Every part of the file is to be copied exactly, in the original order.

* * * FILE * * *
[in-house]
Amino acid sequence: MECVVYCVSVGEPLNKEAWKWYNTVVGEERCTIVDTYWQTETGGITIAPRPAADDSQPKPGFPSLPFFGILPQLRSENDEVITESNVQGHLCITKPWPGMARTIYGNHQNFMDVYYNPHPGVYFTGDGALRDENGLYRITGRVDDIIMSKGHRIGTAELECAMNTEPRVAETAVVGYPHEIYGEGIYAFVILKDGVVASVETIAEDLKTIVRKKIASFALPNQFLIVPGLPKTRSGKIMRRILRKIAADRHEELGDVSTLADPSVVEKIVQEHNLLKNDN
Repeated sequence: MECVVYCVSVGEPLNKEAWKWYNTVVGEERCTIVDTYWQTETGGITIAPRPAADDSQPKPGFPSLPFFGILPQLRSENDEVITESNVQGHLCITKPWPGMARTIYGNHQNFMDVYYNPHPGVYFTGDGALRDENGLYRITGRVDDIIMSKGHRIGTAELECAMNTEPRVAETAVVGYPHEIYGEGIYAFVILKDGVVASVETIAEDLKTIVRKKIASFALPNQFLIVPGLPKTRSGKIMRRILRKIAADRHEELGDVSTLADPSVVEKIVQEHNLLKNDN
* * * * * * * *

[in-house]
Amino acid sequence: MECVVYCVSVGEPLNKEAWKWYNTVVGEERCTIVDTYWQTETGGITIAPRPAADDSQPKPGFPSLPFFGILPQLRSENDEVITESNVQGHLCITKPWPGMARTIYGNHQNFMDVYYNPHPGVYFTGDGALRDENGLYRITGRVDDIIMSKGHRIGTAELECAMNTEPRVAETAVVGYPHEIYGEGIYAFVILKDGVVASVETIAEDLKTIVRKKIASFALPNQFLIVPGLPKTRSGKIMRRILRKIAADRHEELGDVSTLADPSVVEKIVQEHNLLKNDN
Repeated sequence: MECVVYCVSVGEPLNKEAWKWYNTVVGEERCTIVDTYWQTETGGITIAPRPAADDSQPKPGFPSLPFFGILPQLRSENDEVITESNVQGHLCITKPWPGMARTIYGNHQNFMDVYYNPHPGVYFTGDGALRDENGLYRITGRVDDIIMSKGHRIGTAELECAMNTEPRVAETAVVGYPHEIYGEGIYAFVILKDGVVASVETIAEDLKTIVRKKIASFALPNQFLIVPGLPKTRSGKIMRRILRKIAADRHEELGDVSTLADPSVVEKIVQEHNLLKNDN